Secret Intelligence in the Twentieth Century

By Heike Bungert; Jan G. Heitmann et al. | Go to book overview

1

Military and Civil Intelligence Services in Germany from World War I to the End of the Weimar Republic

Ludwig Richter

When Germany began organizing a secret intelligence and counter-espionage division in late 1912 as part of its general staff, the military intelligence services of Britain, France and Russia could already look back on a long and great tradition. 1 The Reich lacked a political intelligence service comparable to those of the great European powers because the German general staff stubbornly objected to using any form of police investigation methods or political espionage and opposed the intermingling of political and military affairs in general. 2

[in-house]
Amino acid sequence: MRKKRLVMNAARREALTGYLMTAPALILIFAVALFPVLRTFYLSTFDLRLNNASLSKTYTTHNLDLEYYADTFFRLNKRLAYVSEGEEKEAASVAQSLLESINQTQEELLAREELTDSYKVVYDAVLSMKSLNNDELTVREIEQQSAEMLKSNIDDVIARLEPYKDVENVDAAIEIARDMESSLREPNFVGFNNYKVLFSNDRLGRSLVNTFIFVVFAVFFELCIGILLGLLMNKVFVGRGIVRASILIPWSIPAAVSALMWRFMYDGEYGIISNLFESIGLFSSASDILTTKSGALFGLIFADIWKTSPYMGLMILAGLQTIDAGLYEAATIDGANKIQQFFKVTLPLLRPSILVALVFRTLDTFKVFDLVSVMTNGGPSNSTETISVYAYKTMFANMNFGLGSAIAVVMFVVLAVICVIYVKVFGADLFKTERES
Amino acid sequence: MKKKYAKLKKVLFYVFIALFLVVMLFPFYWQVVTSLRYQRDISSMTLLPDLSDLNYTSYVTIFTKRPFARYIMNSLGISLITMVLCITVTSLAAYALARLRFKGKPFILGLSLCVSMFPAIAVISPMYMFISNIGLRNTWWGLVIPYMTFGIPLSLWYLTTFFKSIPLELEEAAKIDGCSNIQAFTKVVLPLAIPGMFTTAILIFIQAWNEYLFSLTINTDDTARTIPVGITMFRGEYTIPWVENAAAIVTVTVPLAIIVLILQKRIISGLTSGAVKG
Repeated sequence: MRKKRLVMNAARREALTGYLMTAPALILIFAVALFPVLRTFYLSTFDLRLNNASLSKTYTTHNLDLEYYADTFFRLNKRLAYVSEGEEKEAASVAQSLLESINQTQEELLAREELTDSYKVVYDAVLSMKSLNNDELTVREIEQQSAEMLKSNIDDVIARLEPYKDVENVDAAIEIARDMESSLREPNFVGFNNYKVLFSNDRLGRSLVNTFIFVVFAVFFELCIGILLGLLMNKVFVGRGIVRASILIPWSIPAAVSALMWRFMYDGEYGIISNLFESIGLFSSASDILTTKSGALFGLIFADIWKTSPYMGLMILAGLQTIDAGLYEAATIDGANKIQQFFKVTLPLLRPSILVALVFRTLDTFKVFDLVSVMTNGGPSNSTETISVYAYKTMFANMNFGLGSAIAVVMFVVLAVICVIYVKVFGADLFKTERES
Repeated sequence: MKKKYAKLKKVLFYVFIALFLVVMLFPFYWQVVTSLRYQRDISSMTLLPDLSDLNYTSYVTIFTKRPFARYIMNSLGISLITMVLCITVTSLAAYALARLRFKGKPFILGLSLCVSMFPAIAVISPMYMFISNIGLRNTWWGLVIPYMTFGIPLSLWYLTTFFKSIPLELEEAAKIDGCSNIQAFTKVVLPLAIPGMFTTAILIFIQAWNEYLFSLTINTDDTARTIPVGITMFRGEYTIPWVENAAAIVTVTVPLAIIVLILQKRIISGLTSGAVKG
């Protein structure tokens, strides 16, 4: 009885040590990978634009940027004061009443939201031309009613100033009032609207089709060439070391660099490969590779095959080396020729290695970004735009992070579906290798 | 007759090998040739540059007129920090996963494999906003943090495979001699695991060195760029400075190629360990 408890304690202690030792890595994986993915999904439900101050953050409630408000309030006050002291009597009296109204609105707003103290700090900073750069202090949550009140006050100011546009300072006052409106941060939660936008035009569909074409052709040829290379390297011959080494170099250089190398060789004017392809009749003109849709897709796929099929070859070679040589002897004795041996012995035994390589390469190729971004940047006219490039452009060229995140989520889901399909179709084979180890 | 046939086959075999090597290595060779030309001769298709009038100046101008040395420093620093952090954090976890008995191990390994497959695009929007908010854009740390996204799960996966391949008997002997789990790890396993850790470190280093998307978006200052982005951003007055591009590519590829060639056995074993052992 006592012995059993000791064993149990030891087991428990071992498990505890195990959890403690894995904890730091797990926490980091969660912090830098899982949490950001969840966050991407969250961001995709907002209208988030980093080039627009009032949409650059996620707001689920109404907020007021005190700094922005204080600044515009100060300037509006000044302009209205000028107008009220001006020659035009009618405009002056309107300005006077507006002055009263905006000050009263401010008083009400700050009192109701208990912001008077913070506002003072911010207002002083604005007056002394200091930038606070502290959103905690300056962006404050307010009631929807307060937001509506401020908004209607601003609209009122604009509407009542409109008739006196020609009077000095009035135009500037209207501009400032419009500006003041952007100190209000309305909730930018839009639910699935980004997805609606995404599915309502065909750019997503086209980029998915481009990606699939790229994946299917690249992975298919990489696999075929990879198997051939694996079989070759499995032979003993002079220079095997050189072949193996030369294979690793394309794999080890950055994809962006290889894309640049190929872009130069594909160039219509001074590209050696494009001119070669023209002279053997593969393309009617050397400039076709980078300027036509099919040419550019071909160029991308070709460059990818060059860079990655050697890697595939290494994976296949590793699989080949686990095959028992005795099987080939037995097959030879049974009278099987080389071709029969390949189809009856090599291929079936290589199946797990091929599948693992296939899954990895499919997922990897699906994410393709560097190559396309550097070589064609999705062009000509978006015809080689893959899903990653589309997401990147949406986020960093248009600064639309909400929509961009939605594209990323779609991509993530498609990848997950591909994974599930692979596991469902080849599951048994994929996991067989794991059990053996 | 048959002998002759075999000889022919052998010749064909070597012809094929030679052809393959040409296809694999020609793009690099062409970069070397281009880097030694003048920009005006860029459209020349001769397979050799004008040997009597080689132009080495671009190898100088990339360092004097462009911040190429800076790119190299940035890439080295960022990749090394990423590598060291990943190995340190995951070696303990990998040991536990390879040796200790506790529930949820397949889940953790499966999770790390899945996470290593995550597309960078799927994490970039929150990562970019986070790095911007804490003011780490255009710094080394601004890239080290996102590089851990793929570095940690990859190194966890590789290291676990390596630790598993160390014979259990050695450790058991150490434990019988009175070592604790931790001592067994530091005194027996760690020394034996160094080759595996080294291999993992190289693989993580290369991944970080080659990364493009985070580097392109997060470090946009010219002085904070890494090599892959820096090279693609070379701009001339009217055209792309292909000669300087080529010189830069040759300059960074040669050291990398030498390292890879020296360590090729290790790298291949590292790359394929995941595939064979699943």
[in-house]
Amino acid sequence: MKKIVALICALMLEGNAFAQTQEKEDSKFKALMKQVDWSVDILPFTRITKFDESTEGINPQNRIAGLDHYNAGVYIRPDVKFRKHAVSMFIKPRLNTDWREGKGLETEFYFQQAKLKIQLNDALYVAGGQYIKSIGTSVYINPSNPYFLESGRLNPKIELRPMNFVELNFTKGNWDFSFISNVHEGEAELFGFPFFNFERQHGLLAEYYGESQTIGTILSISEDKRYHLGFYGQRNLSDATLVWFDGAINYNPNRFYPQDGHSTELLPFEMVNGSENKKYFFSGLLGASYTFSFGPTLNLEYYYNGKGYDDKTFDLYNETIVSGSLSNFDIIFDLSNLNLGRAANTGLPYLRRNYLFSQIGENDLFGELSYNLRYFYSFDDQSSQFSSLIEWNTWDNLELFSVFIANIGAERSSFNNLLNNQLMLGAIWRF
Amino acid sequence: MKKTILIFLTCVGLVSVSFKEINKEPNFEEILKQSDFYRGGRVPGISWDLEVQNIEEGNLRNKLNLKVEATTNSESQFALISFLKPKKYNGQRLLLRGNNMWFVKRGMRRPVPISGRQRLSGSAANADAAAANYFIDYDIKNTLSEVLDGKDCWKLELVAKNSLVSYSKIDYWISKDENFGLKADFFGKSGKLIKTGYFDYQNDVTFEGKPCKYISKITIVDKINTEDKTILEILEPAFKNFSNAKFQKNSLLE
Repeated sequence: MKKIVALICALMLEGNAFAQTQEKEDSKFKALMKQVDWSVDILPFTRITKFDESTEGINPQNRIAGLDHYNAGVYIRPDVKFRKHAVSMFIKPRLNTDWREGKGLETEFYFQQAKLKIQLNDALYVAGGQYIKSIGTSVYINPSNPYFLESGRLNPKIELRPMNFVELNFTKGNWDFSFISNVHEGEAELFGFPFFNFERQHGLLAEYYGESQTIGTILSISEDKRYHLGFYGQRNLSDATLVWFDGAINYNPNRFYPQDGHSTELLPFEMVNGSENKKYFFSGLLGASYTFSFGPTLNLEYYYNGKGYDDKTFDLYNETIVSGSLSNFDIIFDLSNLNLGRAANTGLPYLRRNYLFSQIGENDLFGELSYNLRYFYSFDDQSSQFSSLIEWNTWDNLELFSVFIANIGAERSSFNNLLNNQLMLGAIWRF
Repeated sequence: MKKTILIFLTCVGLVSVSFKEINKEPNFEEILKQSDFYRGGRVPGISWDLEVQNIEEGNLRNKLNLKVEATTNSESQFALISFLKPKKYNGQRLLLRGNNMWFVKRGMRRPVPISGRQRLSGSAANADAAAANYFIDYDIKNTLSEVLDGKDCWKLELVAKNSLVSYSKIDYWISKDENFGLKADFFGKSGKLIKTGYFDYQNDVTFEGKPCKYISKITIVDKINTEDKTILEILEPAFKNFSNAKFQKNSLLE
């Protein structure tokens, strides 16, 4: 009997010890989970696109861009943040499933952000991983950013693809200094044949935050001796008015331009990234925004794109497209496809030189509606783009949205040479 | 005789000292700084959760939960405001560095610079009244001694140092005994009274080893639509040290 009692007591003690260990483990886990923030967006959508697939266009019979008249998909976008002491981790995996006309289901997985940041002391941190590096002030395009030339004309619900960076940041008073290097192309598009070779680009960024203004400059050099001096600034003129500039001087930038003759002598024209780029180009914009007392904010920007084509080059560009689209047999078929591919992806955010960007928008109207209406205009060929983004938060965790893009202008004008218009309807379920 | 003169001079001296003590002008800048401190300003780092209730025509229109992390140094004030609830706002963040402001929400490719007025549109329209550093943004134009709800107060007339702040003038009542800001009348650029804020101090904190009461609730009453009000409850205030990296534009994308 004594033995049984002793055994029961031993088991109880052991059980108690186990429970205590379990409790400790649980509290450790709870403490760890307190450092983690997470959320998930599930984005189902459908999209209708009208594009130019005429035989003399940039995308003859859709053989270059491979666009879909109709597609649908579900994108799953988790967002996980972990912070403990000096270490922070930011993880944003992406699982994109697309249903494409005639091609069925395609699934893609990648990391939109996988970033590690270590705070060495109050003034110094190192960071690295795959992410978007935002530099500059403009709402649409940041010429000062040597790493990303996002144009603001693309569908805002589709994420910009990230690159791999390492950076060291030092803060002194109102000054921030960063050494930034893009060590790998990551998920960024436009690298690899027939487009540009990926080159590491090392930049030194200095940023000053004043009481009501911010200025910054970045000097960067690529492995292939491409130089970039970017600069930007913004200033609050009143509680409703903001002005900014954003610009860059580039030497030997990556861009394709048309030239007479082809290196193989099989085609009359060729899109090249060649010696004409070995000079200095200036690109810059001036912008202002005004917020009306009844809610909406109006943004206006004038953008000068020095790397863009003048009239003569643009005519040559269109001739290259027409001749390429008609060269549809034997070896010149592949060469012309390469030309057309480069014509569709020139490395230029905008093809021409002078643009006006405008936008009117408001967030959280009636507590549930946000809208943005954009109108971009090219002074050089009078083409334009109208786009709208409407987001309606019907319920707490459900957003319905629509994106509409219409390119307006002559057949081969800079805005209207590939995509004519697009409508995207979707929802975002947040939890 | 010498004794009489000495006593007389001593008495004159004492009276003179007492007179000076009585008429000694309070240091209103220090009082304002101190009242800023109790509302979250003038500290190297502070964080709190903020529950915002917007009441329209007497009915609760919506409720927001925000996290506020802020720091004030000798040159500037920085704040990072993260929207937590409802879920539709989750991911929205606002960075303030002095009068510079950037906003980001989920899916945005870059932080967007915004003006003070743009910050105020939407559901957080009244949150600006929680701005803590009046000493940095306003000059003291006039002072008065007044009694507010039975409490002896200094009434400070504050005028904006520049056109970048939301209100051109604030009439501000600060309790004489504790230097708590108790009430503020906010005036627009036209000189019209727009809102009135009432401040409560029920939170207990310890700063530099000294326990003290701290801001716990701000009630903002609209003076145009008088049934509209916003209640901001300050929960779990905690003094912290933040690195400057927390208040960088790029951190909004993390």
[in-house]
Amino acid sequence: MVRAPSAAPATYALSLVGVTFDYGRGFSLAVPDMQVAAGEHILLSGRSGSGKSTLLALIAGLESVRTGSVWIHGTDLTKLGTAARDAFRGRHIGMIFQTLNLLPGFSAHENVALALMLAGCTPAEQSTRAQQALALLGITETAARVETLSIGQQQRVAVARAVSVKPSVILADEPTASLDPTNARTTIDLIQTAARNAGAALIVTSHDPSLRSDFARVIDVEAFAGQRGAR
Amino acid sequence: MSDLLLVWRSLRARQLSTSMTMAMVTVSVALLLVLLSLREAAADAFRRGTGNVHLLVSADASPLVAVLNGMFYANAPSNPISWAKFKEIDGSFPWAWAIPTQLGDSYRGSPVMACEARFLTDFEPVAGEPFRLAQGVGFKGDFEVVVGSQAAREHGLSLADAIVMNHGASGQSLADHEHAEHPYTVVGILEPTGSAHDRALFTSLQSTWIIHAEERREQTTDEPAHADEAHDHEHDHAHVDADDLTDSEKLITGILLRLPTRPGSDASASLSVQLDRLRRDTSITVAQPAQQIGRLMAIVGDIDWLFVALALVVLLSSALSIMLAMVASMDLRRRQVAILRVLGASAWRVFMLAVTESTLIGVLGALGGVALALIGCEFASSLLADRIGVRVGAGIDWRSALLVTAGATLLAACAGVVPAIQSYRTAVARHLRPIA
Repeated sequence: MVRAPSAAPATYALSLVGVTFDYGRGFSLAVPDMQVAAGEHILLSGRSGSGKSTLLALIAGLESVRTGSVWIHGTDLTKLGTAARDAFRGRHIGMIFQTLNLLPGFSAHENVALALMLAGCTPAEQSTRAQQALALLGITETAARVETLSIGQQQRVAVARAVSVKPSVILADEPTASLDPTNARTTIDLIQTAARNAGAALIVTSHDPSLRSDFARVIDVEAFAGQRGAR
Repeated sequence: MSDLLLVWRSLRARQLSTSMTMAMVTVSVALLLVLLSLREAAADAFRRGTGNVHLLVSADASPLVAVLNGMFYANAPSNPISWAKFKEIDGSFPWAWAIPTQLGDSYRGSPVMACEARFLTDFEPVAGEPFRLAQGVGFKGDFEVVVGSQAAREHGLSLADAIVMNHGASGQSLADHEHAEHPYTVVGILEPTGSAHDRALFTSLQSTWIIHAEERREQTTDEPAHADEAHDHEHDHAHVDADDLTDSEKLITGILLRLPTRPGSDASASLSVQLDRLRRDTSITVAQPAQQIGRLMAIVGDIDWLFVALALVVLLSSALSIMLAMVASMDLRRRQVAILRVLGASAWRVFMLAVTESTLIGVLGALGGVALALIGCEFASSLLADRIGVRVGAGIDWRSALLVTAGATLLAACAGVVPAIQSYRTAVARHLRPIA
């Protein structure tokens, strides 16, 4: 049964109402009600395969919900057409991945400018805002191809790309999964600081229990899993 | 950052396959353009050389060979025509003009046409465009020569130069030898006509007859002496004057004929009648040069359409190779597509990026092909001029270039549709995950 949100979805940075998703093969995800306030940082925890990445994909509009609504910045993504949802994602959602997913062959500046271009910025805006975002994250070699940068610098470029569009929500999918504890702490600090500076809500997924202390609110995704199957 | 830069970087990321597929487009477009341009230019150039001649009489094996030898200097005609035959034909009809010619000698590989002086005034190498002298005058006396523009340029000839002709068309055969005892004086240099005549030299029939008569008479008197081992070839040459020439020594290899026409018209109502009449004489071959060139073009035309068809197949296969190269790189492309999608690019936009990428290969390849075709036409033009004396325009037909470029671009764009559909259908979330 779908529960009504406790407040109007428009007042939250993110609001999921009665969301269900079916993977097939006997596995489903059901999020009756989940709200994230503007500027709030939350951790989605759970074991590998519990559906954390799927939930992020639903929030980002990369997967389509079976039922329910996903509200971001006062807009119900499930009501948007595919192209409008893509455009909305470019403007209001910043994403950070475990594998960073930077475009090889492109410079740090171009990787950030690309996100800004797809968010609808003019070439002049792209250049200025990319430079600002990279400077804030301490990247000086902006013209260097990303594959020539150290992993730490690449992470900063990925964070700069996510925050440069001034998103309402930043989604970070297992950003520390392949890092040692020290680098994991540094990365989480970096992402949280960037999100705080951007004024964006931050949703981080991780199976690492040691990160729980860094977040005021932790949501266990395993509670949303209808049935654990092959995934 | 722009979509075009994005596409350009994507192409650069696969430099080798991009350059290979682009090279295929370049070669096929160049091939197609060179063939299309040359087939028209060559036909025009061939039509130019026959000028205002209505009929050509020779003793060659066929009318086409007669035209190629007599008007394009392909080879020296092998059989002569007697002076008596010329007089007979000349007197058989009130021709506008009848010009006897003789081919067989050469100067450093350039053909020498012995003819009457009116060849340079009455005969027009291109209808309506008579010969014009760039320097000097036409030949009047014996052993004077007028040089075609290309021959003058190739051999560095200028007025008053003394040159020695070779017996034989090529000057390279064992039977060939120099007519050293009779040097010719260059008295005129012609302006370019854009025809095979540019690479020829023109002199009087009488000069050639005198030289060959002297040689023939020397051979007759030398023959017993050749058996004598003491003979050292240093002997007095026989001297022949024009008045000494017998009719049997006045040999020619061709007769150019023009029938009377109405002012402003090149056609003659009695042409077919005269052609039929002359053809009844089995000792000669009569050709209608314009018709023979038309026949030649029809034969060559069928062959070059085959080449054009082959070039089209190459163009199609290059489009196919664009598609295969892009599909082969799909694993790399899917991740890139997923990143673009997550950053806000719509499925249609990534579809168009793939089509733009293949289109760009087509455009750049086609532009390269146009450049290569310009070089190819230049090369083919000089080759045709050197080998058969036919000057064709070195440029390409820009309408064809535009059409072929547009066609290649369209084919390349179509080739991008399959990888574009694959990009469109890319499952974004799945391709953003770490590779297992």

Only in the face of the undeniable increase in military intelligence activities by France and Britain after 1906 did the German general staff and the Ministry of War finally agree to a fundamental reorganization of Germany’s institutions for gathering military intelligence. 3 This was accomplished under Major Heye, later the Army’s Supreme Commander, who was appointed chief of the military intelligence service known as ‘Department III B’ in 1910. He was succeeded by Major Walter Nicolai in the spring of 1913. 4

Information related to military intelligence had previously been gathered by intelligence officers collaborating with district officers stationed at the Reich’s borders and special intelligence departments within the police force. Not until 1910 were these officers assigned to the General Commands (Generalkommandos). The creation of an independent military intelligence service thus marked a major shift in policy. Although Germany’s intelligence service had no political arm whatsoever before World War I, the Foreign Ministry kept a wary eye

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